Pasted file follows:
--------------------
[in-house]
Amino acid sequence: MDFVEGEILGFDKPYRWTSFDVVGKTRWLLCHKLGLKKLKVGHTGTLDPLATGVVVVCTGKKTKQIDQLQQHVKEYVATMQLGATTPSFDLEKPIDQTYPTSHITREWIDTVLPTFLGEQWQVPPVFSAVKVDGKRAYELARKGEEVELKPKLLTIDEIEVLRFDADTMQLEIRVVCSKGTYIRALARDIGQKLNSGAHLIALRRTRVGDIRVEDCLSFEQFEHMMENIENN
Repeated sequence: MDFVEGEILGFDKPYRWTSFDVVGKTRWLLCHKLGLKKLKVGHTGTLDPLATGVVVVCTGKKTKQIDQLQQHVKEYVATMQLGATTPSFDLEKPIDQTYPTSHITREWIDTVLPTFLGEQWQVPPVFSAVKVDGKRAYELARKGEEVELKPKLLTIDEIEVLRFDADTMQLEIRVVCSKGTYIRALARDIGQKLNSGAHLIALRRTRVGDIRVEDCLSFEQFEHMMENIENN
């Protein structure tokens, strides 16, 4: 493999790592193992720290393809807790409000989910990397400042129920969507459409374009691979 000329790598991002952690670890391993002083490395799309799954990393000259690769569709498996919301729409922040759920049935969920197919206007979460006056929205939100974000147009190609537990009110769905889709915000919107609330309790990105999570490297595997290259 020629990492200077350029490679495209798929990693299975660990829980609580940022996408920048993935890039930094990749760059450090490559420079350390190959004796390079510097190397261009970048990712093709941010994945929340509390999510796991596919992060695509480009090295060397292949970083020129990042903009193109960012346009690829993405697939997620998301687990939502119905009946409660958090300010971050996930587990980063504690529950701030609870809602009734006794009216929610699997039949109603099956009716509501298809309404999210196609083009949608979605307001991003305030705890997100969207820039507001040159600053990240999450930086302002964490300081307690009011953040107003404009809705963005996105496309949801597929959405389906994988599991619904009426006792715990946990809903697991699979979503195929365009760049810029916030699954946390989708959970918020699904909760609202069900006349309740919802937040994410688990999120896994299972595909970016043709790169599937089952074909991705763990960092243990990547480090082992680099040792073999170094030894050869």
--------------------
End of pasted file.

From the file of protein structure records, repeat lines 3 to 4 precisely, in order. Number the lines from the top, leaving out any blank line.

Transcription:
Repeated sequence: MDFVEGEILGFDKPYRWTSFDVVGKTRWLLCHKLGLKKLKVGHTGTLDPLATGVVVVCTGKKTKQIDQLQQHVKEYVATMQLGATTPSFDLEKPIDQTYPTSHITREWIDTVLPTFLGEQWQVPPVFSAVKVDGKRAYELARKGEEVELKPKLLTIDEIEVLRFDADTMQLEIRVVCSKGTYIRALARDIGQKLNSGAHLIALRRTRVGDIRVEDCLSFEQFEHMMENIENN
């Protein structure tokens, strides 16, 4: 493999790592193992720290393809807790409000989910990397400042129920969507459409374009691979 000329790598991002952690670890391993002083490395799309799954990393000259690769569709498996919301729409922040759920049935969920197919206007979460006056929205939100974000147009190609537990009110769905889709915000919107609330309790990105999570490297595997290259 020629990492200077350029490679495209798929990693299975660990829980609580940022996408920048993935890039930094990749760059450090490559420079350390190959004796390079510097190397261009970048990712093709941010994945929340509390999510796991596919992060695509480009090295060397292949970083020129990042903009193109960012346009690829993405697939997620998301687990939502119905009946409660958090300010971050996930587990980063504690529950701030609870809602009734006794009216929610699997039949109603099956009716509501298809309404999210196609083009949608979605307001991003305030705890997100969207820039507001040159600053990240999450930086302002964490300081307690009011953040107003404009809705963005996105496309949801597929959405389906994988599991619904009426006792715990946990809903697991699979979503195929365009760049810029916030699954946390989708959970918020699904909760609202069900006349309740919802937040994410688990999120896994299972595909970016043709790169599937089952074909991705763990960092243990990547480090082992680099040792073999170094030894050869």